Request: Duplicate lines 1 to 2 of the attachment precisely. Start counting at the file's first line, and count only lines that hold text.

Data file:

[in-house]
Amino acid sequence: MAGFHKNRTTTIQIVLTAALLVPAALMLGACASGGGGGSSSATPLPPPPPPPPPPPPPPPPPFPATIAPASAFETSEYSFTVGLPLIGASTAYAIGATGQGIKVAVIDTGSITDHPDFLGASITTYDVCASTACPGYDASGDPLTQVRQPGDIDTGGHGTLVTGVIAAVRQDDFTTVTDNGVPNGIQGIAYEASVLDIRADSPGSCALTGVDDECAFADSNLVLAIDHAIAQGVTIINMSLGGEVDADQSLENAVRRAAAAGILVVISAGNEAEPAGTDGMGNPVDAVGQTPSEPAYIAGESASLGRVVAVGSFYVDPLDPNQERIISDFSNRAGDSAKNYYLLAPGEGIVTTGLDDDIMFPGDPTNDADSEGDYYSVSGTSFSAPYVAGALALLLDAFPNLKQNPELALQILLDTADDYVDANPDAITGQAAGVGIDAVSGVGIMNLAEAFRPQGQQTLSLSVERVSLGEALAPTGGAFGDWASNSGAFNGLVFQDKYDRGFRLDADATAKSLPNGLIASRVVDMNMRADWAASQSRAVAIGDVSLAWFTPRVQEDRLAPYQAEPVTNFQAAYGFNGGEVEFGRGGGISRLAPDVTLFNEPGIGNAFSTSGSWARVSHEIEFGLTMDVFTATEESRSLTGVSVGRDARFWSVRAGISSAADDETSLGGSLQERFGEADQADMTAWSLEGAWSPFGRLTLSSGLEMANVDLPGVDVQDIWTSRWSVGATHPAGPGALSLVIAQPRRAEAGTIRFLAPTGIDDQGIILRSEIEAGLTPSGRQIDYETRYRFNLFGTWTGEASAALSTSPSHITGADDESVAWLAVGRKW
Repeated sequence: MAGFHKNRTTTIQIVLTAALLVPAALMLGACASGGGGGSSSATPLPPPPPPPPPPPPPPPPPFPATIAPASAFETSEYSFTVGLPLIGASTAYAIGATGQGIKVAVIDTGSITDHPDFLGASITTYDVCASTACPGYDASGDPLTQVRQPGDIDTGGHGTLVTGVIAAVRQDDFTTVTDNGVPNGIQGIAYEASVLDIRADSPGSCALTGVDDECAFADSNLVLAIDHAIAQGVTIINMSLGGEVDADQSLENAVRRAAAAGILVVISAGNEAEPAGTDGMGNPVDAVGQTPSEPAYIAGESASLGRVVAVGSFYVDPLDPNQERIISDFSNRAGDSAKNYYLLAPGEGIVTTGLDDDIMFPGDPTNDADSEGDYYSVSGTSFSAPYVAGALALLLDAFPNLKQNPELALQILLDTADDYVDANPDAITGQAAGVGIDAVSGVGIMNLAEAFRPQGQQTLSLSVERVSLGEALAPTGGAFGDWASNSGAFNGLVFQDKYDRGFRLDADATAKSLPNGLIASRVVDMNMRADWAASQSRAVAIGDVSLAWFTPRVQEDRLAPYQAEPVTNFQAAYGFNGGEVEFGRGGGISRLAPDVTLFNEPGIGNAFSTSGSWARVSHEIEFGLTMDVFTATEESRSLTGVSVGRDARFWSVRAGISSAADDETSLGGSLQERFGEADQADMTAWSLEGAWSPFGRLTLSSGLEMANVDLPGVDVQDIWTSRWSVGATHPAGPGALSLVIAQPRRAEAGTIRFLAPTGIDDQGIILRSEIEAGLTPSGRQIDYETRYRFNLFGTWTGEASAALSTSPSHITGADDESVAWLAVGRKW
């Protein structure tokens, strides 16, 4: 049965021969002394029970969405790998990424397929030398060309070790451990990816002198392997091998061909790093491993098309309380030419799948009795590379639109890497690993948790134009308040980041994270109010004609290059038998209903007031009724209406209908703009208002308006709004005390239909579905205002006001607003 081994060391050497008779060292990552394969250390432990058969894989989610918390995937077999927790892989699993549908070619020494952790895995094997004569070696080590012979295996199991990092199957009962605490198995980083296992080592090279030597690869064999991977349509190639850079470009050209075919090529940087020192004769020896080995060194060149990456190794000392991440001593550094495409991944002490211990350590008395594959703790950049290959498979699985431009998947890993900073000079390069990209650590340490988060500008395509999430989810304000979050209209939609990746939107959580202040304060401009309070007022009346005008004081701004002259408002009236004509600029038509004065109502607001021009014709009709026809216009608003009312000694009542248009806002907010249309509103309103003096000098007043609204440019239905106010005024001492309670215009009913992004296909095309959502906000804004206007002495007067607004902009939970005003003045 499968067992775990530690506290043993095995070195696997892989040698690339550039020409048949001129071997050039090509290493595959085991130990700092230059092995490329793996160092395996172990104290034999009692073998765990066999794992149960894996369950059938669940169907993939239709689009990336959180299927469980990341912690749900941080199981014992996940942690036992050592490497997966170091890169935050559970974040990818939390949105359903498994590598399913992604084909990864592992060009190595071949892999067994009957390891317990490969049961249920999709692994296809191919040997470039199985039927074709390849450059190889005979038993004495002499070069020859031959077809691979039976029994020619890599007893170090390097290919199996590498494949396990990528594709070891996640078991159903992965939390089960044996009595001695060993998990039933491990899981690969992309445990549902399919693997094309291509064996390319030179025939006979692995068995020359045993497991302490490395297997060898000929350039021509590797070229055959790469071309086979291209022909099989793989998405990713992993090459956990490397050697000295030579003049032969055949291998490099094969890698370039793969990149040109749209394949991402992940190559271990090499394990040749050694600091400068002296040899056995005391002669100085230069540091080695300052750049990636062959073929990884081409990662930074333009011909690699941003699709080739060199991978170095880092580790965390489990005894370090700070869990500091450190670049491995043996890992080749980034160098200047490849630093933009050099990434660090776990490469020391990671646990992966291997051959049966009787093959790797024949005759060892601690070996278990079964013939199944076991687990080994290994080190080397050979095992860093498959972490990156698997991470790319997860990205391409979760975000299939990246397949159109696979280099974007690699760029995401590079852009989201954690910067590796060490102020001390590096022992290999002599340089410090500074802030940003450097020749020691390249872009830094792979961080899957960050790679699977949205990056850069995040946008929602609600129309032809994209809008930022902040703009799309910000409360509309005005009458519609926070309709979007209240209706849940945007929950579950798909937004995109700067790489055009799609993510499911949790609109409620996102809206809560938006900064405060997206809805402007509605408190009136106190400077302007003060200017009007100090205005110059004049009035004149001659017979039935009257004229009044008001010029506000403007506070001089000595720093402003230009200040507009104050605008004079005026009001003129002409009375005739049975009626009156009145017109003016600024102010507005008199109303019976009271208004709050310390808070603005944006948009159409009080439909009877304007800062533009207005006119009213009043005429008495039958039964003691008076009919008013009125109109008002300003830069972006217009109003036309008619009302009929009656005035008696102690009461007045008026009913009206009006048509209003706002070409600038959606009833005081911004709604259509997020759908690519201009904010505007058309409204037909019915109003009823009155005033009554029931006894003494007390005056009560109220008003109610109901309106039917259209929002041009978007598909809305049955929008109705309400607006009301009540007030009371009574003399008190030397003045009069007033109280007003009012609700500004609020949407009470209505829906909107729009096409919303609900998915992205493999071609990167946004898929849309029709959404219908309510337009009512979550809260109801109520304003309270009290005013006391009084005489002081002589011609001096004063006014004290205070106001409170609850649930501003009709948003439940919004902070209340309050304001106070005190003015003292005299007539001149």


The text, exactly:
[in-house]
Amino acid sequence: MAGFHKNRTTTIQIVLTAALLVPAALMLGACASGGGGGSSSATPLPPPPPPPPPPPPPPPPPFPATIAPASAFETSEYSFTVGLPLIGASTAYAIGATGQGIKVAVIDTGSITDHPDFLGASITTYDVCASTACPGYDASGDPLTQVRQPGDIDTGGHGTLVTGVIAAVRQDDFTTVTDNGVPNGIQGIAYEASVLDIRADSPGSCALTGVDDECAFADSNLVLAIDHAIAQGVTIINMSLGGEVDADQSLENAVRRAAAAGILVVISAGNEAEPAGTDGMGNPVDAVGQTPSEPAYIAGESASLGRVVAVGSFYVDPLDPNQERIISDFSNRAGDSAKNYYLLAPGEGIVTTGLDDDIMFPGDPTNDADSEGDYYSVSGTSFSAPYVAGALALLLDAFPNLKQNPELALQILLDTADDYVDANPDAITGQAAGVGIDAVSGVGIMNLAEAFRPQGQQTLSLSVERVSLGEALAPTGGAFGDWASNSGAFNGLVFQDKYDRGFRLDADATAKSLPNGLIASRVVDMNMRADWAASQSRAVAIGDVSLAWFTPRVQEDRLAPYQAEPVTNFQAAYGFNGGEVEFGRGGGISRLAPDVTLFNEPGIGNAFSTSGSWARVSHEIEFGLTMDVFTATEESRSLTGVSVGRDARFWSVRAGISSAADDETSLGGSLQERFGEADQADMTAWSLEGAWSPFGRLTLSSGLEMANVDLPGVDVQDIWTSRWSVGATHPAGPGALSLVIAQPRRAEAGTIRFLAPTGIDDQGIILRSEIEAGLTPSGRQIDYETRYRFNLFGTWTGEASAALSTSPSHITGADDESVAWLAVGRKW